20 November 2013 – (re-)gentrification and traditional food markets

I would like to touch on the current ‘re-invention’ of some traditional or public markets as part of the (re)-gentrification of inner-city neighbourhoods. For example, there is a ‘revival’ for some of London’s markets and this is proving a magnet for some home-buyers: in some cases, doubling local house prices. Likewise,  in some US cities, planners and shoppers have also re-discovered the market shopping experience – farmers markets have doubled over the past 10 years – and old indoor markets are getting facelifts, like Washington D.Cs new Union Market. In Napa, California, a new indoor market has been built from scratch.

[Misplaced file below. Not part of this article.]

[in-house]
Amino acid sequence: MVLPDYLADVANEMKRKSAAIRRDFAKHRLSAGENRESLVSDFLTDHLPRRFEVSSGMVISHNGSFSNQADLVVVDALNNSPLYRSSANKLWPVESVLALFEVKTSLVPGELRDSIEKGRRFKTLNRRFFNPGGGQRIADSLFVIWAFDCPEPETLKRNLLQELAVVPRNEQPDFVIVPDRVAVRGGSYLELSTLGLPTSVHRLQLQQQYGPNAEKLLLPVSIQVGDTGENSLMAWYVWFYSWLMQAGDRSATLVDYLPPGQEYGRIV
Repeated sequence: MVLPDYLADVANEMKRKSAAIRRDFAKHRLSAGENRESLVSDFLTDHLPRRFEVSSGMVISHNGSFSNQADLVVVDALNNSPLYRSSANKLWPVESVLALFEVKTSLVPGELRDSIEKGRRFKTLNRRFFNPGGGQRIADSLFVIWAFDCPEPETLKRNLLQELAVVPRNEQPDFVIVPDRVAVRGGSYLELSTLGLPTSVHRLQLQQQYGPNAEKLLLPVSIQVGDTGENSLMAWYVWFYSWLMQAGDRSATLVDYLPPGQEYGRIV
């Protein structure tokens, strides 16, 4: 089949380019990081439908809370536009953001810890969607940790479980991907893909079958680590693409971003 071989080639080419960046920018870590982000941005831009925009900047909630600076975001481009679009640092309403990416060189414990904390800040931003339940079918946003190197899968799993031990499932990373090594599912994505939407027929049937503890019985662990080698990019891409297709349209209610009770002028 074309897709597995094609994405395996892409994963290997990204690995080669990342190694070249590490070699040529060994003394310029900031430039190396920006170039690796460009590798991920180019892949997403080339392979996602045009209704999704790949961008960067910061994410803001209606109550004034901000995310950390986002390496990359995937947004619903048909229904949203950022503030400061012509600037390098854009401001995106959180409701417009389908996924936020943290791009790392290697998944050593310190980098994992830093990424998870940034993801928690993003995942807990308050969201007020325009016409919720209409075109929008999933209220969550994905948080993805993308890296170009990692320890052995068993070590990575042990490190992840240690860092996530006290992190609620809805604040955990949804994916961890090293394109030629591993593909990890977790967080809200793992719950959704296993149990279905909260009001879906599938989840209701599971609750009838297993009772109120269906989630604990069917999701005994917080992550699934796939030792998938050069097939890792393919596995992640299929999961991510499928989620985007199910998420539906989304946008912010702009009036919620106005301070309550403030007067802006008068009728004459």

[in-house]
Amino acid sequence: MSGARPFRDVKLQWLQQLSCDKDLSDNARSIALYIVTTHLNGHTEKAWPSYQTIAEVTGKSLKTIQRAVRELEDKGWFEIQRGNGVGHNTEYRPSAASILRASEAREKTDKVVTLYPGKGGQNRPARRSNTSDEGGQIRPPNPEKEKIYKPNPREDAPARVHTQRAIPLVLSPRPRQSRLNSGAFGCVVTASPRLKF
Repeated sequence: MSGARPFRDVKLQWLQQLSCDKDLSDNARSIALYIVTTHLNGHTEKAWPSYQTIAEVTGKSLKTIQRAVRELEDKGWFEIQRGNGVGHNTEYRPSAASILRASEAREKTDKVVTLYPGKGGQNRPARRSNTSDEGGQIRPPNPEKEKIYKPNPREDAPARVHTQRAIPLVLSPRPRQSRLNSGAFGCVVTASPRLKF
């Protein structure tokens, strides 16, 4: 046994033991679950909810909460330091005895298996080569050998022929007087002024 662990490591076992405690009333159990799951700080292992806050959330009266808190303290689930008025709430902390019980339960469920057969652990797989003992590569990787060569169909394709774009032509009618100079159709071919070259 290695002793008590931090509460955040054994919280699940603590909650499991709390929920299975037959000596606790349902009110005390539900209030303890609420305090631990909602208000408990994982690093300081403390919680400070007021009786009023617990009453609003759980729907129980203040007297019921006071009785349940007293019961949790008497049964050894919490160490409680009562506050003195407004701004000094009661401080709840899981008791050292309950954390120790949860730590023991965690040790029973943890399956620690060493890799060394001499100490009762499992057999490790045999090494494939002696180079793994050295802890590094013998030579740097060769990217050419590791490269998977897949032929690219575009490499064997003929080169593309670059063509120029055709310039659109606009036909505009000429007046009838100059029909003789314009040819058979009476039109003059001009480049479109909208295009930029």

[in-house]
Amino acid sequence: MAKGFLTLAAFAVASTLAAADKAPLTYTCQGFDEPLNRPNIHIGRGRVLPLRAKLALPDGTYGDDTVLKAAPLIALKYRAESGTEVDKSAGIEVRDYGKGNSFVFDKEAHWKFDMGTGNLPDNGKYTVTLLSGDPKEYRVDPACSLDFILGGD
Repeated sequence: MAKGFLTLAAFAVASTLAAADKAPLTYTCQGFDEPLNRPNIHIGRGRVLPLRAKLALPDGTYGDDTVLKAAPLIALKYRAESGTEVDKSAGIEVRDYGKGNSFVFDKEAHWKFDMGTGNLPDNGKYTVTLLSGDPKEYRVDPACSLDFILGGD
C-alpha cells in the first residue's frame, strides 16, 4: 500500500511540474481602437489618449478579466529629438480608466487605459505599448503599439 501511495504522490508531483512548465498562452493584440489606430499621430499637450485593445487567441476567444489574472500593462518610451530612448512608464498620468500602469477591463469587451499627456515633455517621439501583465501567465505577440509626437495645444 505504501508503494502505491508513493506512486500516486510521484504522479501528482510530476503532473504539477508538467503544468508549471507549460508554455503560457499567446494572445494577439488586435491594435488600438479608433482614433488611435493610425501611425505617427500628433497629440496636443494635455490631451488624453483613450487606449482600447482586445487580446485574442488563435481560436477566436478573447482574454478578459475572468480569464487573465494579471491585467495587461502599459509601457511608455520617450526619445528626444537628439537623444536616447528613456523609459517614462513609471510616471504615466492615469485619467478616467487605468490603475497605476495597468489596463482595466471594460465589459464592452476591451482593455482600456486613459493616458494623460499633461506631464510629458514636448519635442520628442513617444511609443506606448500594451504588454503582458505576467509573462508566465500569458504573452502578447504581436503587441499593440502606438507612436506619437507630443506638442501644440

But perhaps there is a risk that this re-gentrification could threaten the tradition of those that use the traditional, public market as a place to buy affordable fresh food ? For the future, we have to balance the use of these important food markets as central ‘attractions’ that may invigorate local neighbourhoods, against their purpose of providing access to affordable fresh food for all – particularly for those that may already be living in those neighbourhoods and who may be getting priced out of the market (literally).


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